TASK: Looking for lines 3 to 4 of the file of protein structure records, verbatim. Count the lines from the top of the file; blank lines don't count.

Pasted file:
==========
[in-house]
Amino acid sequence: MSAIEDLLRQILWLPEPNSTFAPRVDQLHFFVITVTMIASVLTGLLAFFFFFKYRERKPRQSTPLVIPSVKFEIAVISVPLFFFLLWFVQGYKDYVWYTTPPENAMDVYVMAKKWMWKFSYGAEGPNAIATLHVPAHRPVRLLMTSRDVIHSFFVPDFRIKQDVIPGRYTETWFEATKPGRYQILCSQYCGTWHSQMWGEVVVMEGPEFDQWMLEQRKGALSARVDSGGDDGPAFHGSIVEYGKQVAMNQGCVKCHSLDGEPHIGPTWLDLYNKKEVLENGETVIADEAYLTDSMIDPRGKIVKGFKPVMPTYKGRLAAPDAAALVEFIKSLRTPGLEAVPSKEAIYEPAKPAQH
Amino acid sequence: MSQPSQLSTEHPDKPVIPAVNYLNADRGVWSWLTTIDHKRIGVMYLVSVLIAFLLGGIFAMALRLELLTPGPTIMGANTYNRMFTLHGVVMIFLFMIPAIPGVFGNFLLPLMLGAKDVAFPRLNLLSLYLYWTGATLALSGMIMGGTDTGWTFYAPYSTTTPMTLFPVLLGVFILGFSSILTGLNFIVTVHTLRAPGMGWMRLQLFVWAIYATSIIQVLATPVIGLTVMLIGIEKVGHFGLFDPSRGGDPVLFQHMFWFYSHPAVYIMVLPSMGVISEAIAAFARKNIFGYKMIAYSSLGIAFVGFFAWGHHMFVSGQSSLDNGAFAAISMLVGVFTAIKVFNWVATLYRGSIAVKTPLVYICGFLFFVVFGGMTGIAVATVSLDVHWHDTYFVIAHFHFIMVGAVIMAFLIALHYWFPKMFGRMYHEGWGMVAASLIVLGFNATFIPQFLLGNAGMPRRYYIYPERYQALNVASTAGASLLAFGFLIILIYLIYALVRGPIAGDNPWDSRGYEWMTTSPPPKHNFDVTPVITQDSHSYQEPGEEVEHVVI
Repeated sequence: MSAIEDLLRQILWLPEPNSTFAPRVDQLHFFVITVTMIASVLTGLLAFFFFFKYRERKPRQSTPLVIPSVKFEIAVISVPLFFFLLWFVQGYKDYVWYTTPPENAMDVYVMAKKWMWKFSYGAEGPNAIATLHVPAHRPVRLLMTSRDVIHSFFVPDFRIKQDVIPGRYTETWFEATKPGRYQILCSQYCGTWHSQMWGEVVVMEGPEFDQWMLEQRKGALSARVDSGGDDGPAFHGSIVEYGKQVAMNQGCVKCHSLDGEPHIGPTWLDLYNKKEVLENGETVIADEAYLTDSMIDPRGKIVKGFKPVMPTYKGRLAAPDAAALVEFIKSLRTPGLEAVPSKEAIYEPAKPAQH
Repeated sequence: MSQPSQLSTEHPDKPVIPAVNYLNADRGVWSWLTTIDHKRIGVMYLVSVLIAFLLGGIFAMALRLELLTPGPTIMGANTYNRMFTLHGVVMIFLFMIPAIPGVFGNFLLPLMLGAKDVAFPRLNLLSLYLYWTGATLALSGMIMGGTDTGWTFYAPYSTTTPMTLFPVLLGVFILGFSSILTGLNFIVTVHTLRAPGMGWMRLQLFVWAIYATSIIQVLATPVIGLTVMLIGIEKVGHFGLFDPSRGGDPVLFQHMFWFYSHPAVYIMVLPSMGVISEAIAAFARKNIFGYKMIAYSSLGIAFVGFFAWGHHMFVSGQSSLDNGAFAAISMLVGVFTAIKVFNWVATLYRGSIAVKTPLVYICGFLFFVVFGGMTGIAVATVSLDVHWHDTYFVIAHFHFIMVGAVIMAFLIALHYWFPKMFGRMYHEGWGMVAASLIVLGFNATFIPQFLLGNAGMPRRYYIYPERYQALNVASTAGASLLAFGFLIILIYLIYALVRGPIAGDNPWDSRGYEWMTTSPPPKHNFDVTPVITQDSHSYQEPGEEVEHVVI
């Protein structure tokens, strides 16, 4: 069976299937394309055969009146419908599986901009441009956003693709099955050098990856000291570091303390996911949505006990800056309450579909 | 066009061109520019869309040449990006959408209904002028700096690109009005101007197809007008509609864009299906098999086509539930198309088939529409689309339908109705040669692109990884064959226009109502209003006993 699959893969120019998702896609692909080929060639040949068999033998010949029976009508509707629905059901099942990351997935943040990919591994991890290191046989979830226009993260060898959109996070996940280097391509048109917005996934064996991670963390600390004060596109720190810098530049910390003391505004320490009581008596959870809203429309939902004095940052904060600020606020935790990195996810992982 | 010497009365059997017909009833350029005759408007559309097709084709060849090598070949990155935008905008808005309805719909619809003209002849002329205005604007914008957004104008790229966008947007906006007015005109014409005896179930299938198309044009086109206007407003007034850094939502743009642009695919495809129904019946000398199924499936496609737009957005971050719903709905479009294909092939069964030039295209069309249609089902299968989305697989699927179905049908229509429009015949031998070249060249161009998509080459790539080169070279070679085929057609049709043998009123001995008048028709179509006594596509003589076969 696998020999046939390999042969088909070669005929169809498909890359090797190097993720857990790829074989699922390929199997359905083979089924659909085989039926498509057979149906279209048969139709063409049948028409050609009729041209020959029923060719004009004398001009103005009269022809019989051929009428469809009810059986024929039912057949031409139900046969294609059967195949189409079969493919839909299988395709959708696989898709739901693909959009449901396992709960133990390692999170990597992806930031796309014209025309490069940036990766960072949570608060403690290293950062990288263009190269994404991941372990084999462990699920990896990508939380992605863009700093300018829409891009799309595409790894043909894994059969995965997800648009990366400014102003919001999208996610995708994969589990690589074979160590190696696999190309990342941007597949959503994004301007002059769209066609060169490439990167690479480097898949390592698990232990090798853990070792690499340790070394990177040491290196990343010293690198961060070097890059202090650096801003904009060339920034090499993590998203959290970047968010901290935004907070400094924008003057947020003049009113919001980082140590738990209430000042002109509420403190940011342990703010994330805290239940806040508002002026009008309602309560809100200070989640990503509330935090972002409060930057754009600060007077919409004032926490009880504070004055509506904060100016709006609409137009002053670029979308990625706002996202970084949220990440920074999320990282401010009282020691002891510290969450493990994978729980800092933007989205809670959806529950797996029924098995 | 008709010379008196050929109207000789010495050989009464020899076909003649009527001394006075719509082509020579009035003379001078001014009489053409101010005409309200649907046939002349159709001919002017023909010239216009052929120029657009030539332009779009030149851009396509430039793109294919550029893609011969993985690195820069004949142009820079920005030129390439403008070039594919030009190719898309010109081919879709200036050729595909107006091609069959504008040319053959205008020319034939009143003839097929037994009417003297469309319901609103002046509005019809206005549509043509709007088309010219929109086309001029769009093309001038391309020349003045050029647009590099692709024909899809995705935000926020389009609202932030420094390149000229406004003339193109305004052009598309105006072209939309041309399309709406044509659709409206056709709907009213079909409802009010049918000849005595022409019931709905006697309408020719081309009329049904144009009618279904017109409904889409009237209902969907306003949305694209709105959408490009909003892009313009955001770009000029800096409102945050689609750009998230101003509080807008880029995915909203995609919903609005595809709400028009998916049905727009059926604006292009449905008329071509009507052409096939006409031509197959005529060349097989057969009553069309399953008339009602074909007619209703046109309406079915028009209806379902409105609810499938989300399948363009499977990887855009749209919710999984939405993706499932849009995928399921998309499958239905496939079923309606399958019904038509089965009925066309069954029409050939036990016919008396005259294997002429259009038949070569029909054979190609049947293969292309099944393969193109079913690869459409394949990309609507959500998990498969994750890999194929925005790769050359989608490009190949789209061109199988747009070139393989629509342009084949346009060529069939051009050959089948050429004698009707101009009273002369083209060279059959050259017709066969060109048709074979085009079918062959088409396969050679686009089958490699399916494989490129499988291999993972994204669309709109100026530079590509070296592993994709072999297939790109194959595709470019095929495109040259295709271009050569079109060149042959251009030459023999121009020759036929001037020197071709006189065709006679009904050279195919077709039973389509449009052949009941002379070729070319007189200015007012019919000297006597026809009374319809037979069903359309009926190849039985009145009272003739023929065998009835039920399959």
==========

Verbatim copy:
Amino acid sequence: MSQPSQLSTEHPDKPVIPAVNYLNADRGVWSWLTTIDHKRIGVMYLVSVLIAFLLGGIFAMALRLELLTPGPTIMGANTYNRMFTLHGVVMIFLFMIPAIPGVFGNFLLPLMLGAKDVAFPRLNLLSLYLYWTGATLALSGMIMGGTDTGWTFYAPYSTTTPMTLFPVLLGVFILGFSSILTGLNFIVTVHTLRAPGMGWMRLQLFVWAIYATSIIQVLATPVIGLTVMLIGIEKVGHFGLFDPSRGGDPVLFQHMFWFYSHPAVYIMVLPSMGVISEAIAAFARKNIFGYKMIAYSSLGIAFVGFFAWGHHMFVSGQSSLDNGAFAAISMLVGVFTAIKVFNWVATLYRGSIAVKTPLVYICGFLFFVVFGGMTGIAVATVSLDVHWHDTYFVIAHFHFIMVGAVIMAFLIALHYWFPKMFGRMYHEGWGMVAASLIVLGFNATFIPQFLLGNAGMPRRYYIYPERYQALNVASTAGASLLAFGFLIILIYLIYALVRGPIAGDNPWDSRGYEWMTTSPPPKHNFDVTPVITQDSHSYQEPGEEVEHVVI
Repeated sequence: MSAIEDLLRQILWLPEPNSTFAPRVDQLHFFVITVTMIASVLTGLLAFFFFFKYRERKPRQSTPLVIPSVKFEIAVISVPLFFFLLWFVQGYKDYVWYTTPPENAMDVYVMAKKWMWKFSYGAEGPNAIATLHVPAHRPVRLLMTSRDVIHSFFVPDFRIKQDVIPGRYTETWFEATKPGRYQILCSQYCGTWHSQMWGEVVVMEGPEFDQWMLEQRKGALSARVDSGGDDGPAFHGSIVEYGKQVAMNQGCVKCHSLDGEPHIGPTWLDLYNKKEVLENGETVIADEAYLTDSMIDPRGKIVKGFKPVMPTYKGRLAAPDAAALVEFIKSLRTPGLEAVPSKEAIYEPAKPAQH